Arriving in Blanding we wanted to get a hotel room so that we could re-charge our portable electronic devices but securing a room was a near thing since the holiday weekend crowd had almost booked the town solid. After some phone recon work by Lori we were able to secure a decent enough room.
Nice catch on the Buell tailbag! I had it mounted on my Firebolt, and liked it so much that I wanted to keep it. With some clever strapping, it fits even better on the Tiger with the rear plate. Holds all my spare gloves, hat, water bottle, some tools, and my laptop while traveling.
Dave forgot to mention that it was a bit, um...CHILLY on the second day when we woke up in our tent at Mesa Verde. 10 degree F bag? Yeah, right. It was probably in the low 40's or high 30's that morning and we were cold!
At least we weren't like the campers next door. Got up, put on their parkas (yes, parkas) and proceeded to sit in their diesel truck with the heater running for half an hour!! :rofl
:lurk This is a trip that we want to do someday!
Best looking panniers I have seen on a Tiger so far, do they work as well as they look ?
what a great ride report
glad that both of you are helping to document it for us
are you going to CHANGE your NICKNAME on the forum now?
that KTM might no longer "work" :D
LOVE the TIGERS
can't wait to read and see more
thanks for sharing
You guys have put some miles on these bikes now maybe the chain has some slack in it and needs to be adjusted? They do at times stretch after the break in...from our experience especially with the continuous chains without a master link.:hmmmmm
While in the Hotel in Blanding we got online to check the weather forecast and things were starting to get weird. An approaching cold front was going to push the already high winds up to 55 mph gusts and the high terrain in Colorado was under a threat of overnight snow. The forecast for Monday was cold and overcast for Colorado with a chance of rain/snow depending on location. Planning ahead we reserved a room at the Iron Horse in Durango so we wouldn't have to camp in the weather. Still the wind was a concern.
Fortunately the winds were forecast to be coming from the south west and we would be going mostly east. We crossed our fingers that the parts where we were going south wouldn't be too bad.
We had a hot breakfast at the Old Timers in Blanding, stopped for gas, and then were rolling out of town by 8. We headed north up US 191 towards Monticello then turned right onto Montezuma Creek road. I had placed this road on the route blindly knowing nothing about it and it turned out to be one of the coolest roads on the route. The road descends into Montezuma Canyon and then follows the creek south through an amazing sandstone canyon.
A modern interpretation of the cliff dwelling:
For the most part the Canyon walls shielded us from the worst of the wind but every once in a while we would come around a bend in the canyon and highly focused wind would try to tear us off the bikes.
We turned off of Montezuma Creek Rd and onto Black Steer Canyon rd to head towards Hovenweep National Monument.
We hit pavement on Hovenweep road and headed over to Hovenweep National Monument. Hovenweep is a series of ancient masonry construction sites from the same culture as the Mesa Verde cliff dwellings. At Hovenweep the structures are built on top of the cliffs along canyon walls (with the exception of the Cutthroat Castle group).
Pics of the Square Tower group:
While the Square Tower Group is accessible from the main visitor center to see the other sites you have to travel north on Hovenweep road and then turn off onto dirt roads. The road to the Hackberry and Holly groups is pretty good except for the dead end right at the Holly group which is fairly rocky.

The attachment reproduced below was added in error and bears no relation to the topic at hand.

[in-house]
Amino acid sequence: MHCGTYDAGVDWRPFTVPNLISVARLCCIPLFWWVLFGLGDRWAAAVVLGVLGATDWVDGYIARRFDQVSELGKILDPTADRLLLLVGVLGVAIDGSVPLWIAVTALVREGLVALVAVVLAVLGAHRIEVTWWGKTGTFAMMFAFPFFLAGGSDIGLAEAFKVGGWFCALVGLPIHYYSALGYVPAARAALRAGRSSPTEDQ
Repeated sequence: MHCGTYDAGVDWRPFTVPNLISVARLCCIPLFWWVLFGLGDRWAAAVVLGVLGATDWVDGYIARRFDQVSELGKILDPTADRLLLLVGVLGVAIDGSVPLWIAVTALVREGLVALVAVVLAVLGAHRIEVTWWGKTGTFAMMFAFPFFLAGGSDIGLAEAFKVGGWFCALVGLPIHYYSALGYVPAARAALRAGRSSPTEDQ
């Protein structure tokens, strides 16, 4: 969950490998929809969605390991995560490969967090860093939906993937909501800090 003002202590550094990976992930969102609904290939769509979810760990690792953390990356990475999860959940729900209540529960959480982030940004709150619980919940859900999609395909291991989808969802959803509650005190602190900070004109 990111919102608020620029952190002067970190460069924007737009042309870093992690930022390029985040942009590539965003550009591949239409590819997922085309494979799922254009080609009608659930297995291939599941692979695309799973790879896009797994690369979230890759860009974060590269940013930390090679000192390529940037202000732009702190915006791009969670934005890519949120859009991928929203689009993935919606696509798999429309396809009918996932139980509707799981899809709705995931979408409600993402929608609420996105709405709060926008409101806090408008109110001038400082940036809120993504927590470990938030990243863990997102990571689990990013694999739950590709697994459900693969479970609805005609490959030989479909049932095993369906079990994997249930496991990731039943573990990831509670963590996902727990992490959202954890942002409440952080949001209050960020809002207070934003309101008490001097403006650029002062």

The Holly Group:
The Cutthroat Castle group is even further north up the Hovenweep road from the turn off for the Hackberry/Holly group. The Cutthroat Castle road also had the ominous note that only high clearance vehicles were recommended past a certain point. After some easy dirt road we reached the "high" trail head for Cutthroat, ahead we could see a rocky one lane descent curving off to the left. Lori wasn't sure about continuing but I was certain that I didn't want to hike from high trail head, in gear, in high 70s to mid 80s temps.
After a short discussion we continued down the road which was moderately steep, narrow, and rock covered. It switched back and forth and up and down eventually stopping at a circle just above the Cutthroat Castle group.
Riding back out the Cutthroat Castle road:
We would follow the main road north around the Canyons of the Ancients National Monument. While riding east on County road BB we could see road signs twisting and dancing in the wind that was currently at our backs. This did not bode well for in a few minutes we would join up with US 491 to head south to Cortez.
Sure enough as soon as we turned we hit the worst of the wind. The road went south east the wind came from the south west, putting it in our face but at an angle. Strait line winds were above 40 mph and gusts as high as 55 mph. We abandoned our usual stagger formation so that each of us could ride in the center of the lane. We needed all of the room we could get as the winds were quite treacherous.
Leaning into the wind and on the throttle to stay close to the 65 mph speed limit we would periodically ride into the shadow of buildings or places where the road cut through a small hill. In these spots the wind would stop or reverse throwing you across the lane only to hit you hard from the original direction seconds later.:eek1
We stopped in Cortez for lunch and a break from the wind. Then we headed east to Durango by way of US 160. The wind was mostly at our backs again and we could enjoy this section of road as it twisted through the hills. Durango was a nuthouse when we arrived as a massive annual bicycle race was underway. We altered our plans to ride through the historic district and headed straight to the hotel. Dinner would be at Sweeny's directly across US 550 from our hotel. Dinner was fabulous! I'm a huge fan of chicken parmigiana but I rarely order it on account of the fact that many restaurants phone it in by using frozen breaded chicken breasts which are almost always dry and rubbery. The dish as prepared by Sweeny's chef was everything a chicken parm should be; moist, tender with a crispy crust and balanced with cheeses, sauce and pasta. Mmmmmmm.
Actually we've been hearing this noise since the bikes were brand new. You don't hear it on the road or on smooth dirt. It raises it's head when traversing rough terrain and the suspension is working which is why I thought it might be the side stand at first. However I sometimes hear the noise in situations where there just aren't enough g forces to dislodge the side stand. Looking at the design of the chain slides on the forward end of the swing arm there are some sizable holes cast into the plastic and I think that this is amplifying the sound of the chain slapping into the guide as the suspension works in concert with throttle modulation.